By Greg Fisher
I was recently asked to take part in a roundtable co-organised by Nik Gowing and CIMA (the Chartered Institute for Management Accountants). The roundtable was designed to feed in to the Churchill 2015 conference in November, and was on the subject of ‘thinking the unthinkable’ with regard to global leadership. The premise, which I agree with, is that the world is changing rapidly, such that those in positions of authority who are meant to lead us through such problems are being overwhelmed by multiple wicked problems.
These wicked problems include: climate change; ISIS; the Arab Spring (which I see as a generally good thing); the financial crisis of 2008 and the ensuing global recession; and rising tensions between the West and Russia.
I thought I would share my thoughts, some of which I shared at the roundtable, on this (hugely complicated) subject via a blog article.
Ultimately, I see these wicked problems arising from a tension between two broad points: the world looks more like a closed system that is now hitting capacity constraints; and we are employing a ‘simple systems’ mind-set to what are complex system problems.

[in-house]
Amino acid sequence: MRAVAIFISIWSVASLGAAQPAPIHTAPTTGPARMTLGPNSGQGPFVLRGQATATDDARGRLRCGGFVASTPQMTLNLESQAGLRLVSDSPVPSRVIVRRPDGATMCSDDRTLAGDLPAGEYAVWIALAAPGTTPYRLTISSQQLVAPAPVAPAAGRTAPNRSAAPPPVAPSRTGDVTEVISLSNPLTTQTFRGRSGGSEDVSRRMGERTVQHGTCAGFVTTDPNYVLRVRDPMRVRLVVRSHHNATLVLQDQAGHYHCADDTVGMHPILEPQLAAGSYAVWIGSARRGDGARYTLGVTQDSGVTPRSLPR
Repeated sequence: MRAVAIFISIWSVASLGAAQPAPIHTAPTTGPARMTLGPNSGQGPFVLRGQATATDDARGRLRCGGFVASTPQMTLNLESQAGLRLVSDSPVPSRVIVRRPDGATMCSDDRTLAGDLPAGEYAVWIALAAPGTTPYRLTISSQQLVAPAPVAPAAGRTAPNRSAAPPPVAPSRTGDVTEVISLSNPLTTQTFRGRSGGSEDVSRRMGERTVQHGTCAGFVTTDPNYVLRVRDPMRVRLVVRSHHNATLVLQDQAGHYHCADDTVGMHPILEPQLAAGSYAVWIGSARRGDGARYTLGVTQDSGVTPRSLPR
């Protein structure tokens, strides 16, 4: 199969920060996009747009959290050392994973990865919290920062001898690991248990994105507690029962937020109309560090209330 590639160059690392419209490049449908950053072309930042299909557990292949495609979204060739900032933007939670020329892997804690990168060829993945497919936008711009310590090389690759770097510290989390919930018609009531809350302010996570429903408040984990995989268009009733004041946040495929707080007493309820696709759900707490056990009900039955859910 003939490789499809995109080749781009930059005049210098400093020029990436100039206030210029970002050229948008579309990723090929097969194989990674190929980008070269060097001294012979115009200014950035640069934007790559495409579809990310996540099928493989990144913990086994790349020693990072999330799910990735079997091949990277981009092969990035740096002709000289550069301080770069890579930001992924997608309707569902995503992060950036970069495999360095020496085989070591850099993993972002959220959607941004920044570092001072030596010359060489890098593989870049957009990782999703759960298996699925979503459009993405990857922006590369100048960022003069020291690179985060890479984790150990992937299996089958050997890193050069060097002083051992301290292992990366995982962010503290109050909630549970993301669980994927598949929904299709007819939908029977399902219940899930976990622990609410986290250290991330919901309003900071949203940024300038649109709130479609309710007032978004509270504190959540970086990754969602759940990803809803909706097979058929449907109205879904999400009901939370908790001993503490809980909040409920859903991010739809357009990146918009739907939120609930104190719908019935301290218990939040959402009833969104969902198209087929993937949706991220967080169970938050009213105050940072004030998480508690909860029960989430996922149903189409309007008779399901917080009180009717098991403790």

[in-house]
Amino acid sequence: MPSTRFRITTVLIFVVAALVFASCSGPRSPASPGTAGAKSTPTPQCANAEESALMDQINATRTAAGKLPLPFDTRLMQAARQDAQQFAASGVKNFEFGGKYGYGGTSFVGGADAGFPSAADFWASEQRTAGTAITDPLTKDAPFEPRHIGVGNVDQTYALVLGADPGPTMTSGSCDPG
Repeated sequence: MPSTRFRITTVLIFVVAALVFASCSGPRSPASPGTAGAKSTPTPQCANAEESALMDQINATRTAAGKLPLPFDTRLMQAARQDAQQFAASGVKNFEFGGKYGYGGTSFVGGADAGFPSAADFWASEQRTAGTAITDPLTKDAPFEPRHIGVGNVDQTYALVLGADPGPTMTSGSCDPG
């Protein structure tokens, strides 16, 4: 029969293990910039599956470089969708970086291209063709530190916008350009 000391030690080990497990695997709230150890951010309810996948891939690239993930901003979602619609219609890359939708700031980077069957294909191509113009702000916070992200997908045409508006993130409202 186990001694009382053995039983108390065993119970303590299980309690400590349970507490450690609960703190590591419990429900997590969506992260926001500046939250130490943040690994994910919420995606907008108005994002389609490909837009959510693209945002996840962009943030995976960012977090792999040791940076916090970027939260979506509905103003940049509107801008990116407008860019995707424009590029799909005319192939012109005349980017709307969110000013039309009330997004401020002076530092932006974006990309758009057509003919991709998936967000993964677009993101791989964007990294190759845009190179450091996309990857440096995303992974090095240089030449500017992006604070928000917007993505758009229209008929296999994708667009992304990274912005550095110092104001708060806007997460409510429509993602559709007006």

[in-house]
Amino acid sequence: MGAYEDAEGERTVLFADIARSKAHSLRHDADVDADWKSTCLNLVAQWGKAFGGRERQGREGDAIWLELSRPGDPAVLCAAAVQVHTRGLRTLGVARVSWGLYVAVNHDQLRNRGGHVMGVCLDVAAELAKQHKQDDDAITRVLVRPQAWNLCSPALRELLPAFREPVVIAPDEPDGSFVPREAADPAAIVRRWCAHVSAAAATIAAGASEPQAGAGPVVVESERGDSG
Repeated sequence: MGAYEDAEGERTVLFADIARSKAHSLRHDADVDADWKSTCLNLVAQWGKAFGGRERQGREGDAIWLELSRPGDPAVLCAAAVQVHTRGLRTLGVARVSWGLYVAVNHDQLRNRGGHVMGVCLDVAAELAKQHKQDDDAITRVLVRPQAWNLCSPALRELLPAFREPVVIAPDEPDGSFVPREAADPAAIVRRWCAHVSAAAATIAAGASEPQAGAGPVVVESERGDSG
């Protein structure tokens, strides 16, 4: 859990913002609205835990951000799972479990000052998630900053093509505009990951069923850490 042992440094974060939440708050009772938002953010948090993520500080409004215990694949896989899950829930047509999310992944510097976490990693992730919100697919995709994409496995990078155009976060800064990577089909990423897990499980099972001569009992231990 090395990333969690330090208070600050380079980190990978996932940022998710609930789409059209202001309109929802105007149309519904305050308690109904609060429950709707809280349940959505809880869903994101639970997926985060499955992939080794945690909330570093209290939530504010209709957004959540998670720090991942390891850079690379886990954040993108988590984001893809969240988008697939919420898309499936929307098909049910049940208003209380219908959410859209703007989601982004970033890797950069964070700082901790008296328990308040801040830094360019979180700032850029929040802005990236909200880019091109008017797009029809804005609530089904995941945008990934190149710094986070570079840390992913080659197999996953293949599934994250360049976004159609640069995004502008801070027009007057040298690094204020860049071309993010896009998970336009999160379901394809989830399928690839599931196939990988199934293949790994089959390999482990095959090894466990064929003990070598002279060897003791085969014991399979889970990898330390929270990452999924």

The World as a Single, Closed System
The first point is that the world is now behaving more like a single, closed system than at any point in human history. It isn’t actually a closed system because it is open to the sun’s energy but, if I were to put it bluntly, there is no longer any ‘outside’ from which we can import solutions and export problems. At the same time, feedback effects have become more pronounced, and the earth’s capacity constraints have begun to be tested by the simultaneous growth of the human population and its average per capita consumption.
These features appear to have arisen from the stunning advances in transportation technology over the past hundred years or so and, more recently, by the advancement of information and communication technology. All of this has cultivated a much more integrated, interacting world.